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OBSERVATIONS : DESIGN : The Old Versus the New : Architectural Strategies for Recycling Aging Buildings

August 30, 1987|BARBARALEE DIAMONSTEIN

FOR MUCH OF America's history, new meant good, newer meant better. Now, in a veritable revolution in American attitudes, we are seeing a reversal of what Walt Whitman called "the pull-down-and-build-over-again spirit" of the United States. Change meant progress, progress meant newness, and newness meant throwing out the old--including the built world.

Adaptive re-use exemplifies this new shift in attitude. The New York City Landmarks Preservation Commission said more than 10 years ago: "Creative adaption provides pride in our heritage, a link with the past, respect for the aesthetics and craftsmanship of another time, insights into our own development, ample creative opportunity for architectural innovation and problem-solving, enhancement of the urban fabric, greater security, stability and beauty, while conserving basic materials and meeting modern needs." To some extent, adaptive re-use is an extension of common sense to a pragmatic realization that it is practically impossible to remain purist about the functions of a building. It permits us to live in converted schools, to shop in converted post offices, to study in converted train stations. In a sense, recycling can also be seen as a form of architectural criticism.

There is no guarantee, however, that old buildings, even those worth preserving, will actually be preserved. Benjamin Thompson, whose recycling projects have included Boston's Faneuil Hall / Quincy Market complex and New York's South Street Seaport, stated: "Most old buildings are eminently worth saving because they speak to us about time and tradition and where we came from and because they display materials and workmanship that we cannot afford to duplicate today. (However), without an attempt to use some imagination in both preserving and updating them, most of our heritage buildings (are) going to be disposed of." In other words, if the worthwhile buildings are to be saved, they will have to be saved for something other than mere restoration--

or mummification, as some critics put it.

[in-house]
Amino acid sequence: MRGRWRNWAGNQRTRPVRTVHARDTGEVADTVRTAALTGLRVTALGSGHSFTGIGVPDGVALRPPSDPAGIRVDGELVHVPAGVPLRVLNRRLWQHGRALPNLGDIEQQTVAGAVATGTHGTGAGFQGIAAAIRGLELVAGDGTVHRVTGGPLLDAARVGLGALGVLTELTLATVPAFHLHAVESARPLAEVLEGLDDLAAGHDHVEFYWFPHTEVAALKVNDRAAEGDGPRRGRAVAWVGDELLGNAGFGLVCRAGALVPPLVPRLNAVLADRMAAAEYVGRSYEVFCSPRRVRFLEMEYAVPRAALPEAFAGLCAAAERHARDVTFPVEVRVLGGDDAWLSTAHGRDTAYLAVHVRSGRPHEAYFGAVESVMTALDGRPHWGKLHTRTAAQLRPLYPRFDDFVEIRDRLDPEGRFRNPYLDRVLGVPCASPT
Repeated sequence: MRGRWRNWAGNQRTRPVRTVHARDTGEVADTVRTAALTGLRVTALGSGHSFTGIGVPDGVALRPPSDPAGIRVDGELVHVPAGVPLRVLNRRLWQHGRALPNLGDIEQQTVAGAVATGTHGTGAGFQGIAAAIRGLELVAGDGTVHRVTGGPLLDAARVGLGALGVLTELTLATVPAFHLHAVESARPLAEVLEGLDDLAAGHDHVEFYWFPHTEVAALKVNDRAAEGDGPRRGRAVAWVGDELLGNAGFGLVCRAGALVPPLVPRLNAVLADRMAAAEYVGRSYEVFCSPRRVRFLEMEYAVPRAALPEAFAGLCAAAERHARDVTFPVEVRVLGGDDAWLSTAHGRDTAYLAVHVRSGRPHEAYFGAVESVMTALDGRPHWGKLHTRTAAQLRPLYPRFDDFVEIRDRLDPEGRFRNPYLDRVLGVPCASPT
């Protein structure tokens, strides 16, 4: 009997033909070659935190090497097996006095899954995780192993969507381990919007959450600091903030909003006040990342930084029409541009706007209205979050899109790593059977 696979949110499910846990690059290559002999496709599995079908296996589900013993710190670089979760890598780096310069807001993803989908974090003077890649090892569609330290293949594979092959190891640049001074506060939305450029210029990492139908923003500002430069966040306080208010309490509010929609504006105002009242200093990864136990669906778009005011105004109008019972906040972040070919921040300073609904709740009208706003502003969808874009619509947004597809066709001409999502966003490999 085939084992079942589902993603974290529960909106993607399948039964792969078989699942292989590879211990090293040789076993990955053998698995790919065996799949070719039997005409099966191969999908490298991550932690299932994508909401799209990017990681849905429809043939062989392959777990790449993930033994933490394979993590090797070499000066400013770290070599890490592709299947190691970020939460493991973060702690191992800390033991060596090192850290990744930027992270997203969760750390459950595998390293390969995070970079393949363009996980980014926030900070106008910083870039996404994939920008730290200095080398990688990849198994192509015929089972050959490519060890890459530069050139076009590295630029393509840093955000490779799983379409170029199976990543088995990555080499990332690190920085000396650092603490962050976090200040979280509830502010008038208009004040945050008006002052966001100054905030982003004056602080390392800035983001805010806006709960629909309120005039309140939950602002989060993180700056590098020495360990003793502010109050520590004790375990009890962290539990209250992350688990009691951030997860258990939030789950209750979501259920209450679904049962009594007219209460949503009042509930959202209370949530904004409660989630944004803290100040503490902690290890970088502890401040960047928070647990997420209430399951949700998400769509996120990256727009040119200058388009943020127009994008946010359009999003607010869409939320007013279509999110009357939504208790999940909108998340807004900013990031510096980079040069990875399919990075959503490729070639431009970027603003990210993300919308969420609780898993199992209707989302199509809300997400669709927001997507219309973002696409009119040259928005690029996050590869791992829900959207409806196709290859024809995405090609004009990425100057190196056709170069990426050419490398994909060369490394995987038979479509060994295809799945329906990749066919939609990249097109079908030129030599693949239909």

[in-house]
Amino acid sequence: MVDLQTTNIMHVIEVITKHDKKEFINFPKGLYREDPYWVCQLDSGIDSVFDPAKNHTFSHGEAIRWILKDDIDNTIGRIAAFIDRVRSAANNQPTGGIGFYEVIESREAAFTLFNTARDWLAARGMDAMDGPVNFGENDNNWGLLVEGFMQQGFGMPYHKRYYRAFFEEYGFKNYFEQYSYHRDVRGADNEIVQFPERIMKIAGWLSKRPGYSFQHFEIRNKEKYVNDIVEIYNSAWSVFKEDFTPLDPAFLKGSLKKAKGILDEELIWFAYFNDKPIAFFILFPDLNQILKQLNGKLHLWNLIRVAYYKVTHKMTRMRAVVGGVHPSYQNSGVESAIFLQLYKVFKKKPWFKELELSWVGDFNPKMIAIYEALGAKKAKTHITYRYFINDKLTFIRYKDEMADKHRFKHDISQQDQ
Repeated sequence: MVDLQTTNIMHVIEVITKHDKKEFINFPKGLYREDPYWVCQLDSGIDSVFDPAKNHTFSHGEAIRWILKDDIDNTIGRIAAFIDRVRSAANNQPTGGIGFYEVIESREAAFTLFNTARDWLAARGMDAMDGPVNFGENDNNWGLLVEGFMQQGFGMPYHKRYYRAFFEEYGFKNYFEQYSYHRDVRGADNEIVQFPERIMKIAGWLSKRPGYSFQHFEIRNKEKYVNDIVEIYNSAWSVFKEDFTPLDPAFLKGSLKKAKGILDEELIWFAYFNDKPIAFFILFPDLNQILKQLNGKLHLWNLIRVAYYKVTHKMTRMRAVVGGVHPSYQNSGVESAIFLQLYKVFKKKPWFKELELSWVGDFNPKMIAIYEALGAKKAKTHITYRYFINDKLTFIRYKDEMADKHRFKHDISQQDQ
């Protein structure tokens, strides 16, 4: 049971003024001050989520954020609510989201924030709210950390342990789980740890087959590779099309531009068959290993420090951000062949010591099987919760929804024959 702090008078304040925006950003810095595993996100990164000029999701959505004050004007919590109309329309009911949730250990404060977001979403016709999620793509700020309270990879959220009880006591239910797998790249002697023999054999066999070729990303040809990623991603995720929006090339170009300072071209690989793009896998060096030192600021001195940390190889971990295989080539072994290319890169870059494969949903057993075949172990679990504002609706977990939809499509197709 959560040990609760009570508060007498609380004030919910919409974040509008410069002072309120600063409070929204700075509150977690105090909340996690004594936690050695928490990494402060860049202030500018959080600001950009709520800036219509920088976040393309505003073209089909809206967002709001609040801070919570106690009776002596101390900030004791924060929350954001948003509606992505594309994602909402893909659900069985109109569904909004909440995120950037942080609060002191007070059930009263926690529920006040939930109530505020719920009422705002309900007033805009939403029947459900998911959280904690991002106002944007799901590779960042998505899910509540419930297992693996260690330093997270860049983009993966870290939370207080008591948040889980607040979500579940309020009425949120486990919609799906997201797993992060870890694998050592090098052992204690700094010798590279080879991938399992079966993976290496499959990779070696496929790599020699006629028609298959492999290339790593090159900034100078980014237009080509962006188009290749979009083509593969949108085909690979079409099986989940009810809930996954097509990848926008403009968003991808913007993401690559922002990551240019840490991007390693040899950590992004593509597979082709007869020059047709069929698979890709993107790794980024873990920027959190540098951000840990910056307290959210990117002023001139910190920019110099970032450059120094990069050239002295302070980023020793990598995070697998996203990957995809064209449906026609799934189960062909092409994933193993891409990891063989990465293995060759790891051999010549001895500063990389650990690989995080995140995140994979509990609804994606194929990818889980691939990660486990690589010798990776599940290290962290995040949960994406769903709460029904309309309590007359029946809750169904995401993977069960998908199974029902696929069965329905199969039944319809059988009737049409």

For all its positive results, the adaptive re-use phenomenon has not escaped criticism. Philosophical and economic complaints, as well as questions of appropriate design, are being raised by preservationists, developers and neighborhood residents alike. One of the loudest outcries--one that would never have been raised but for the flourishing success of adaptive re-use--is that traditional rehabilitation concerns, such as historical and architectural integrity, are being overshadowed by the commercial interests of private developers. Ada Louise Huxtable, former New York Times architecture critic, pointed to the South Street Seaport, a commercial fishing center converted into a fashionable mall along New York City's East River, as a potential example of this controversy. "The city is about to sacrifice the last of the genuine character of a fragile historical survival to economic development masquerading as a way to save the past," she wrote. "Out of innocence, or ignorance, we continue to make the kinds of bargains for preservation that turn out not to be bargains at all." Huxtable identified a growing concern. Too often preservation is coming to be equated with the construction of vast commercial malls, and one cannot help but wonder if this is a fad of which the public will soon tire. These "cathedrals of consumption" may eviscerate the original architecture and its history, leaving a much slicker and more controlled atmosphere.

Issues such as those posed by commercial malls impress upon us the need for an intelligent, educated, overall policy of adaptive re-use. The phenomenon has matured enough so that our attention now must not simply focus on "saving" buildings or neighborhoods but also encompass more complicated considerations. What criteria should be applied, for example, in determining which structures to rehabilitate? Some buildings may have qualities completely apart from architectural detail that mark them as worthy of saving and re-using. A structure may have special significance within a community, as in the case of one old Los Angeles building in Watts that was a factory during the Depression and at that time employed the parents of many current residents. The structure was preserved and converted into a shopping plaza not because of its high architectural distinction but because it is, to the community, a place of genuine meaning.

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